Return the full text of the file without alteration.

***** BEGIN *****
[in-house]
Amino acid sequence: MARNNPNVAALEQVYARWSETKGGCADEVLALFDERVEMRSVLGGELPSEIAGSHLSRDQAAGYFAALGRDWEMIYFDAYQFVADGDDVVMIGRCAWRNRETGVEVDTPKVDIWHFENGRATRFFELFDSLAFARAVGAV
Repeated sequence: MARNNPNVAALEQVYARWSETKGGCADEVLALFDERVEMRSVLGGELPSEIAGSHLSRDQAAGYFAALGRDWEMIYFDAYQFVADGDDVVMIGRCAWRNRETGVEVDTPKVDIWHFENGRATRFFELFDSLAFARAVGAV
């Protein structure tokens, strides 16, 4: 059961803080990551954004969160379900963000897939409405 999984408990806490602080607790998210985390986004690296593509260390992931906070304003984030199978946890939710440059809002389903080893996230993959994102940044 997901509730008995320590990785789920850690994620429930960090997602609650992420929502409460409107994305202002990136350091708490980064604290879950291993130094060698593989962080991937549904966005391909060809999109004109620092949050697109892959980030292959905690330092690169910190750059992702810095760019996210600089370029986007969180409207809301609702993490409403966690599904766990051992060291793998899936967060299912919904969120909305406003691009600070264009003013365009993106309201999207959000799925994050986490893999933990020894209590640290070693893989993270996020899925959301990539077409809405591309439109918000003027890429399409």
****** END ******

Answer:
[in-house]
Amino acid sequence: MARNNPNVAALEQVYARWSETKGGCADEVLALFDERVEMRSVLGGELPSEIAGSHLSRDQAAGYFAALGRDWEMIYFDAYQFVADGDDVVMIGRCAWRNRETGVEVDTPKVDIWHFENGRATRFFELFDSLAFARAVGAV
Repeated sequence: MARNNPNVAALEQVYARWSETKGGCADEVLALFDERVEMRSVLGGELPSEIAGSHLSRDQAAGYFAALGRDWEMIYFDAYQFVADGDDVVMIGRCAWRNRETGVEVDTPKVDIWHFENGRATRFFELFDSLAFARAVGAV
């Protein structure tokens, strides 16, 4: 059961803080990551954004969160379900963000897939409405 999984408990806490602080607790998210985390986004690296593509260390992931906070304003984030199978946890939710440059809002389903080893996230993959994102940044 997901509730008995320590990785789920850690994620429930960090997602609650992420929502409460409107994305202002990136350091708490980064604290879950291993130094060698593989962080991937549904966005391909060809999109004109620092949050697109892959980030292959905690330092690169910190750059992702810095760019996210600089370029986007969180409207809301609702993490409403966690599904766990051992060291793998899936967060299912919904969120909305406003691009600070264009003013365009993106309201999207959000799925994050986490893999933990020894209590640290070693893989993270996020899925959301990539077409809405591309439109918000003027890429399409």